17. 17. Convert source code
  18. 18. Convert source code ● Why? To match coding guidelines! ● Example: “SQL keywords must be lower case”→ faster to read ● Despite that, a lot of SQL code uses upper case for keywords. ● Legacy from the mainframe era and when text editors did not have syntax highlighting. SELECT CustomerNumber, FirstName, Surname FROM Customer WHERE DateOfBirth >= '1990-01-01'
  19. 19. Convert source code SELECT CustomerNumber, FirstName, Surname FROM Customer WHERE DateOfBirth >= '1990-01-01' select CustomerNumber, FirstName, Surname from Customer where DateOfBirth >= '1990-01-01'
  20. 20. Convert source code Check for keywords and convert them to lower case def lowify_sql_keywords(source_path, target_path): # Read source code into string. with open(source_path, encoding='utf-8') as source_file: source_text = source_file.read() # Find a fitting lexer. lexer = pygments.lexers.guess_lexer_for_filename( source_path, source_text) # Lex the source, convert keywords and write target file. with open(target_path, 'w', encoding='utf-8') as target_file: for token_type, token_text in lexer.get_tokens(source_text): # Check for keywords and convert them to lower case. if token_type == pygments.token.Keyword: token_text = token_text.lower() target_file.write(token_text)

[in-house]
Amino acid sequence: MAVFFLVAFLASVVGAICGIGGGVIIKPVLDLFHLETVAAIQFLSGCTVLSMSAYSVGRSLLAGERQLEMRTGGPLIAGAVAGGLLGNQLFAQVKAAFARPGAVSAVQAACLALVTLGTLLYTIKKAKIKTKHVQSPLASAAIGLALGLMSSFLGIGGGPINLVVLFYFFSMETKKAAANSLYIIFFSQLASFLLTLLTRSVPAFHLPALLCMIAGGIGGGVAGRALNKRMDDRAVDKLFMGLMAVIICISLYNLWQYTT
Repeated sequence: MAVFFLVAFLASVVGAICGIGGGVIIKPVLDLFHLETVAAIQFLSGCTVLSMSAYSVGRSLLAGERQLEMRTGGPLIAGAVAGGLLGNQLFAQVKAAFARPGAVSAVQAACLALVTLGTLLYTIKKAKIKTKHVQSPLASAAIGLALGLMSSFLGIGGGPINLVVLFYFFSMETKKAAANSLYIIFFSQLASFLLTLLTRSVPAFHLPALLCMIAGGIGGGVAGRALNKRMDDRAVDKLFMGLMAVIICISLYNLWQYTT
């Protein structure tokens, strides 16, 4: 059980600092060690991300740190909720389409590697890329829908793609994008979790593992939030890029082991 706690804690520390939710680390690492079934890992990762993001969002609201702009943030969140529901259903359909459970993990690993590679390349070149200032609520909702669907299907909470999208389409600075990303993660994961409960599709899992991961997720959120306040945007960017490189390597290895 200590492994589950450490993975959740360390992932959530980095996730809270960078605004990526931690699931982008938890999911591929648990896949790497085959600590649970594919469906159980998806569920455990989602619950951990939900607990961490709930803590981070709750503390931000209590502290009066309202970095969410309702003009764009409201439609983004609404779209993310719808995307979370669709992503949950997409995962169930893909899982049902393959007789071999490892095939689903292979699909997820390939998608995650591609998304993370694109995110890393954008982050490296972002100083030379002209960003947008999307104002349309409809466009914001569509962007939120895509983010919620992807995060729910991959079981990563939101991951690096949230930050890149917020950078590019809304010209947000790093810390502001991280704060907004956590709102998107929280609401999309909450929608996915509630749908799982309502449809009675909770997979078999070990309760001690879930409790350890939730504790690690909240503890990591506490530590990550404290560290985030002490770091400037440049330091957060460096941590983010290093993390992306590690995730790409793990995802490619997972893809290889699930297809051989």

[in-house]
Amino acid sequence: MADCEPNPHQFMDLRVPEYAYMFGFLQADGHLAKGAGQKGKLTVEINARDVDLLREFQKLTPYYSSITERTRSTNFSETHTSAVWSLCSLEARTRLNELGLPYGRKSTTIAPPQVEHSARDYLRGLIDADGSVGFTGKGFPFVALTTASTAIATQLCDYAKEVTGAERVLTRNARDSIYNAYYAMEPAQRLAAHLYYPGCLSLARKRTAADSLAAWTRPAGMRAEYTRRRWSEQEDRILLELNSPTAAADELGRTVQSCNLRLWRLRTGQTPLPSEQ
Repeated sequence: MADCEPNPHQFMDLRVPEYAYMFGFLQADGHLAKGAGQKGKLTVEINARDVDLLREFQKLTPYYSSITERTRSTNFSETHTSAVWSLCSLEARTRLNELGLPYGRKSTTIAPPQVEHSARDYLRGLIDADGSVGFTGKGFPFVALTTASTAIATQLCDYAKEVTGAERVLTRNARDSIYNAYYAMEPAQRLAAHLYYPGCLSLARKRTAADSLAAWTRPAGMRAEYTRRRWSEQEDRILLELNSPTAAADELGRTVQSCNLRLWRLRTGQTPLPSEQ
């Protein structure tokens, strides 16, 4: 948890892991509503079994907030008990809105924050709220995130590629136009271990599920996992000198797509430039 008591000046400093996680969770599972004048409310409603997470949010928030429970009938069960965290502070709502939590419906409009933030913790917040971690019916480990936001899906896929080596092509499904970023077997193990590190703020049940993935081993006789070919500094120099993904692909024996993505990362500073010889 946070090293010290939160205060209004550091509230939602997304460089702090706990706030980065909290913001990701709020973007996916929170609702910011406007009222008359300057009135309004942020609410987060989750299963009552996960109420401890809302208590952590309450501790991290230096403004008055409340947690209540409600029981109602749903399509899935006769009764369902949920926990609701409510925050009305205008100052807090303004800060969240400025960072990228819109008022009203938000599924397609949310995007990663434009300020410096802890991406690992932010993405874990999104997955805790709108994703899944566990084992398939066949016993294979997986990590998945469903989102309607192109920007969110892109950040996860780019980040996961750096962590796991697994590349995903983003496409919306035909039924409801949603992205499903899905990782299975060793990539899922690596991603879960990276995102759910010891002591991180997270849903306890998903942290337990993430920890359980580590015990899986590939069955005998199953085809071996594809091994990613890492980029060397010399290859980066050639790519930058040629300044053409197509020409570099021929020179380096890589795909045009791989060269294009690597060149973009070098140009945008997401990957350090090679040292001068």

21. 21. Write your own lexer
  22. 22. Why write your own lexer? ● To support new languages ● To support obscure languages (mainframe FTW!) ● To support in house domain specific languages (DSL)
  23. 23. How to write your own lexer ● All the gory details: http://pygments.org/docs/lexerdevelopment/ ● For most practical purposes, inherit from RegexLexer ● Basic knowledge of regular expressions required (“import re”)
  24. 24. NanoSQL ● Small subset if SQL ● Comment: -- Some comment ● Keyword: select ● Integer number: 123 ● String: ‘Hello’; use ‘’ to escape ● Name: Customer ● Punctuation: .,;:
  25. 25. External lexers with pygmentize Use -l and -x to: pygmentize -f html -O full,style=emacs -l nanosqllexer.py:NanoSqlLexer -x -o example.html example.nsql
  26. 26. Source code for NanoSQL lexer ● Life coding! ● Starting from a skeleton ● Gradually adding regular expressions to render more elements